Monday, August 19, 2013

Solemnity of the Assumption– At the Mass during the Day

I fondly remember an inscription on the baldachino standing over the altar at the seminary I went to, St. Mary’s, in Baltimore, MD.  A baldachino is an architectural element, a canopy structure on four pillars.  It is the first phrase of Mary’s canticle of praise to God that we heard in our Gospel- Magnificat anima mea Dominum – My soul magnifies the Lord.  At every daily Mass at the seminary, going back to when I first entered seminary in August of 2005, I read that phrase and pondered its meaning.  What does it mean?  I think this is both a statement of humility and a statement of victory.  Mary does not magnify herself by her virtues.  She sings, “my soul magnifies the Lord.”  And her entire soul, her entire life joyfully proclaims to all generations our Lord’s conclusive victory over sin and death.

Due to the fall of our first parents, sin took hold over the beginning and the end of human life.  At his conception, man inherits original sin and what we call concupiscence or the tendency toward sin.  And at his very end he must suffer the wages of sin which are death and the decomposition of his body.  But, the Blessed Virgin Mary shines forth as a beacon from God’s heavenly kingdom, showing us even now, before Christ’s second coming, that he is completely victorious over sin and death.  The Lord, by Mary’s Immaculate Conception, saved her from original sin before she could be sullied by it, thus showing his victory over the beginning of life.  By freeing her from the snares of concupiscence, he prepared her to live a life free from actual committed sin.  And by assuming her body and soul into heaven he showed his victory over the end of life.  Mary was saved completely from the dominion and the bonds of sin and death.

When Pope Pius XII defined the dogma of the Assumption in 1950 he defined it this way: “The Immaculate Virgin, preserved free from all stain of original sin, when the course of her earthly life was finished, was taken up body and soul into heavenly glory, and exalted by the Lord as Queen over all things, so that she might be the more fully conformed to her Son, the Lord of lords and conqueror of sin and death” (Munificentissimus Deus).  This is what Catholics must believe.  But what does this have to do with us?

Mary’s Assumption is the guarantee that those who share in the suffering and death of Jesus Christ, will share in his victory.  Some of the early Church Fathers differ on this point, but many taught that Mary did die.  But, the key difference between her death and ours is that our death will happen by necessity because we are fallen and sinful.  On the other hand, Mary’s death was not by necessity because she had no sin, whether that be original sin or committed sin.  Her death was a grace from God so that she might be conformed to her Son even in his death.  And her death lasted only an instant, in order to serve this purpose and in order that she might continue to be conformed to him in eternal life.  Her body was joined to her soul in heaven at the moment of her death, so that it would not know decay, and so that she would not have to wait for her Son’s second coming, wherein all of our bodies will be joined to our souls in heaven, hell, or purgatory.  Her body and soul were immediately assumed into heaven.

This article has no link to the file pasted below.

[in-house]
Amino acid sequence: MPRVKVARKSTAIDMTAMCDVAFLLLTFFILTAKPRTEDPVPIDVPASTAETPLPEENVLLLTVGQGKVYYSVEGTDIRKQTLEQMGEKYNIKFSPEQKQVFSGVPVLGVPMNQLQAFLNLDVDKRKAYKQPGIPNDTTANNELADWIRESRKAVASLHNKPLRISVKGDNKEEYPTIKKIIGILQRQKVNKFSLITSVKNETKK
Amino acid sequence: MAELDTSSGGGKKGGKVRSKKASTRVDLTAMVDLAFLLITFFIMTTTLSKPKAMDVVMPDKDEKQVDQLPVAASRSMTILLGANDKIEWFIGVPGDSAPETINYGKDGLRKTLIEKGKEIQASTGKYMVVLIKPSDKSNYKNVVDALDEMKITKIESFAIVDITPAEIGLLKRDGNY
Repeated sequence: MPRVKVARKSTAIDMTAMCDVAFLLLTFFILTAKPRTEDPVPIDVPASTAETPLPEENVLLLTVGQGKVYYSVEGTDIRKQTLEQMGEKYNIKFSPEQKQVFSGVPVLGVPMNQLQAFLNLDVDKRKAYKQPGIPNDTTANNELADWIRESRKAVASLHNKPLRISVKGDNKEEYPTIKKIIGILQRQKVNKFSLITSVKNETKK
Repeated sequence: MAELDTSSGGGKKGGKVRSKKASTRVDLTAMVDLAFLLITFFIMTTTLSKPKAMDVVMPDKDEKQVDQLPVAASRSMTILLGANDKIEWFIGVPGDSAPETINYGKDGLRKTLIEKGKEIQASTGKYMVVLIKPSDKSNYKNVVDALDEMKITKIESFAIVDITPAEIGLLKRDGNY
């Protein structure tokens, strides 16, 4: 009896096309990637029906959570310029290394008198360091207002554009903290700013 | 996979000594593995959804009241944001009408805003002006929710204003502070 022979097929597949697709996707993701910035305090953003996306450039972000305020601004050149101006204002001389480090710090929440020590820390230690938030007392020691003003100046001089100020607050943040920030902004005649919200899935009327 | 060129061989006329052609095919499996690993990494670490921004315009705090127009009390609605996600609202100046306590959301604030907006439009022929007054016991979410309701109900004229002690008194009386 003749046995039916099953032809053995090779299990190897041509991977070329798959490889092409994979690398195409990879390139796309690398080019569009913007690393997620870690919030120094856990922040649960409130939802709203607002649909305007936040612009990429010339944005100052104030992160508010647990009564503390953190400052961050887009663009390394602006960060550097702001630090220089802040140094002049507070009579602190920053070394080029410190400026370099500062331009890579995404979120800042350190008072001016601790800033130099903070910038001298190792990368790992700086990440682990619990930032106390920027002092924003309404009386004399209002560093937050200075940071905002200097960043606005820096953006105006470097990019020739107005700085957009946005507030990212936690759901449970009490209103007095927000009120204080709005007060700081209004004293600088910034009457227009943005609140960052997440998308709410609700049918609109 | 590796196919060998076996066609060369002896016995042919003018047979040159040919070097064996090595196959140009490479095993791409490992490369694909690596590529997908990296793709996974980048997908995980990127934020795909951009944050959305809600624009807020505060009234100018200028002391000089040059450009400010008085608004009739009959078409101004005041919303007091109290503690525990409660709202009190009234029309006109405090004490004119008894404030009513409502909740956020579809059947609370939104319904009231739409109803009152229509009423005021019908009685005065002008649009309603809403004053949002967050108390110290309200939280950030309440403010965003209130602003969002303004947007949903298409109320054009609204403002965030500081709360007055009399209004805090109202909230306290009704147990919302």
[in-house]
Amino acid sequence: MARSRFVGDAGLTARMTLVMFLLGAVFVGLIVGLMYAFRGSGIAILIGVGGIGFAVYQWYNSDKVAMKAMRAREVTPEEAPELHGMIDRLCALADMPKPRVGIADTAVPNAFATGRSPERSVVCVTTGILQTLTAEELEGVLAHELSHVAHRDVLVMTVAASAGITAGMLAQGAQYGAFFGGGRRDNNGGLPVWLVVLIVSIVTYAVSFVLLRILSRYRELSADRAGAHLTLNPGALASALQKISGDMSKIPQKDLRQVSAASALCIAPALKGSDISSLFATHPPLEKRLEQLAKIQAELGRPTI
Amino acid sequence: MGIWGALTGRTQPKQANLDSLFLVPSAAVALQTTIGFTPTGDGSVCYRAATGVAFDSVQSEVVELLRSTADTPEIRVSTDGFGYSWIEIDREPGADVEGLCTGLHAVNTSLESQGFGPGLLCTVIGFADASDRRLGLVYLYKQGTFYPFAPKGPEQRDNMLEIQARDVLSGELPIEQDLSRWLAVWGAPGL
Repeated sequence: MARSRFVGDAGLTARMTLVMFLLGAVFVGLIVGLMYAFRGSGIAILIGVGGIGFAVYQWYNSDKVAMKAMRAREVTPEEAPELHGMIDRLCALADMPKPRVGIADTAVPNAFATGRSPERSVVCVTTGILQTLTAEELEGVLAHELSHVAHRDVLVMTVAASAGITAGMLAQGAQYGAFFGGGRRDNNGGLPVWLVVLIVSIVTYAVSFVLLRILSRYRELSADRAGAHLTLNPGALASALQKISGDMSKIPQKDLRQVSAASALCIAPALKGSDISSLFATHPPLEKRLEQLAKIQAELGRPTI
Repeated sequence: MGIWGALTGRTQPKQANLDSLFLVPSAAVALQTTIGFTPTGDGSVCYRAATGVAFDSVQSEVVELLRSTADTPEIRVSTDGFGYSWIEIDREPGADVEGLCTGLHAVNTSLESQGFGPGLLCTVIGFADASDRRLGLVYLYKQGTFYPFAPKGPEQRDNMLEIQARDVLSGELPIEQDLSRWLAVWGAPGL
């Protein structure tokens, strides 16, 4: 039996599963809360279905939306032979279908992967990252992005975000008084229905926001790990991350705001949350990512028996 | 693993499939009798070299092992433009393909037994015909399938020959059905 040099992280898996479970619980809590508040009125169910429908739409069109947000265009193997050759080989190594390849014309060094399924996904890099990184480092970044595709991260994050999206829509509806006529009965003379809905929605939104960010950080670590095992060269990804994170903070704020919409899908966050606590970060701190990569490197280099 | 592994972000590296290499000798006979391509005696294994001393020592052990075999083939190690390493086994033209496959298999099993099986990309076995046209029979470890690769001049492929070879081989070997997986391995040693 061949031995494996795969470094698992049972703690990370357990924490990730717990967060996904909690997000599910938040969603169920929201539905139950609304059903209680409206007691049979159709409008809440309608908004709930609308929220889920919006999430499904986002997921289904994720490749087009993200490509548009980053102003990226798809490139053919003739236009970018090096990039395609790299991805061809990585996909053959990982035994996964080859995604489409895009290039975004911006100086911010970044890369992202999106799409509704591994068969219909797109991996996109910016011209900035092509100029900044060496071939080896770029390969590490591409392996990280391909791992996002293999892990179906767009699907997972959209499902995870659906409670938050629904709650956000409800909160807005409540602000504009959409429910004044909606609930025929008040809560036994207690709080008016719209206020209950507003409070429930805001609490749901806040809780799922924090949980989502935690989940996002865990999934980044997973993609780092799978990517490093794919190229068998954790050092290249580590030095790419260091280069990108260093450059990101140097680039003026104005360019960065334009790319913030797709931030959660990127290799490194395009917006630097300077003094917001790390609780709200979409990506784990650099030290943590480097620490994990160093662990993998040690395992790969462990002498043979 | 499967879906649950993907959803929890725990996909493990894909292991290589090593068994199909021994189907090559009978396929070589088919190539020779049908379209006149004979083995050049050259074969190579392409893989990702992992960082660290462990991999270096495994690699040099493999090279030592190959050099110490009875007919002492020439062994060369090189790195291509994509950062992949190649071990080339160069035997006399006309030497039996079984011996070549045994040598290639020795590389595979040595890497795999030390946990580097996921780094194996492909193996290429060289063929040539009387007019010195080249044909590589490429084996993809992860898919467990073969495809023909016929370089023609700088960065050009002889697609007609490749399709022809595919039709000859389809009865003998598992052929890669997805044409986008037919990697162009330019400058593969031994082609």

By sharing in Christ’s sufferings at the foot of the cross, and by sharing in his death, she proved to us that Jesus keeps his promises: she shares in his heavenly glory.  If we humble ourselves, we too will be exalted.  If we offer up our sufferings, great and small, to the Father and die to ourselves, our passions, and our own will, each and every day, we too will share in Christ’s victory and glory alongside our Blessed Mother who reflects the glory of her Son every time we look to her.  Today we can say with St. Paul, “I consider that the sufferings of this present time are as nothing compared with the glory to be revealed for us” (Romans 8:18).

That inscription in the seminary chapel helps us reflect on Mary's humility and victory.  One final reflection today that may be easily overlooked, is what the Assumption of the Blessed Virgin Mary also teaches us about the honor due to our father and mother.  Jesus followed the fourth commandment - Honor Thy Father and Mother -  to its ultimate degree by bringing his mother, body and soul, quickly to his side at the moment of her death.  He crowned her Queen of heaven and earth.  As Mary described in her canticle of praise from our Gospel, “The Almighty has done great things for me; … [he] has lifted up the lowly.”  How do we honor our father and mother, especially as they approach old age or death?  Do we place them in nursing homes and then forget them or abandon them?  Do we “honor” them by squabbling over money or inheritance?  Jesus Christ is calling us today to follow his example, to honor our father and mother as he did at the Assumption and Crowning of His Blessed Mother.

Let us pray that through the intercession of our Blessed Mother, Queen of Heaven and Earth, we will not magnify ourselves by our faith and works, but instead always magnify our Lord.  Let us pray that through her intercession we will share in his suffering and death and so share in his glory.  That through her intercession we will honor our father and mother and give them the crown that they deserve.  Finally, let us pray, that through her intercession we too will be brought swiftly to the side of our Lord when we die.

No comments: